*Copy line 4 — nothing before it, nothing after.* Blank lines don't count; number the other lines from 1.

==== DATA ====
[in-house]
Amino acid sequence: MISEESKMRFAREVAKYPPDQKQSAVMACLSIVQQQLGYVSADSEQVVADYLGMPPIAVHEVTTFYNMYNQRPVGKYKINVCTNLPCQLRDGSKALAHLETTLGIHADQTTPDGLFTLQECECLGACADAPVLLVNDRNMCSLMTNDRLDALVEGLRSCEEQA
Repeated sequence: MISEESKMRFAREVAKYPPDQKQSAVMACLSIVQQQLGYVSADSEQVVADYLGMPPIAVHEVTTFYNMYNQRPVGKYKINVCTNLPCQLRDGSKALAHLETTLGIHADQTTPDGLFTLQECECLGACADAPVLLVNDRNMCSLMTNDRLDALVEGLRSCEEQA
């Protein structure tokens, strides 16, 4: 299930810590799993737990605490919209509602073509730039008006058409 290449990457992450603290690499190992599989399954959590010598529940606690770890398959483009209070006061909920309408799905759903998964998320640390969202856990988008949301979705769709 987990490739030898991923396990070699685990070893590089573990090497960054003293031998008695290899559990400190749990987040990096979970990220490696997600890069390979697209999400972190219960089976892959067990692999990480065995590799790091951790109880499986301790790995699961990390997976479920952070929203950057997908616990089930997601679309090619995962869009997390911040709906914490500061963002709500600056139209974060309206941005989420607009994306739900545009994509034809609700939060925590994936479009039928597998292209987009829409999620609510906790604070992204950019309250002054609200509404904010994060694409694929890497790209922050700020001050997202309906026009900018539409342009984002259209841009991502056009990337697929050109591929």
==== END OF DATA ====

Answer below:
């Protein structure tokens, strides 16, 4: 299930810590799993737990605490919209509602073509730039008006058409 290449990457992450603290690499190992599989399954959590010598529940606690770890398959483009209070006061909920309408799905759903998964998320640390969202856990988008949301979705769709 987990490739030898991923396990070699685990070893590089573990090497960054003293031998008695290899559990400190749990987040990096979970990220490696997600890069390979697209999400972190219960089976892959067990692999990480065995590799790091951790109880499986301790790995699961990390997976479920952070929203950057997908616990089930997601679309090619995962869009997390911040709906914490500061963002709500600056139209974060309206941005989420607009994306739900545009994509034809609700939060925590994936479009039928597998292209987009829409999620609510906790604070992204950019309250002054609200509404904010994060694409694929890497790209922050700020001050997202309906026009900018539409342009984002259209841009991502056009990337697929050109591929």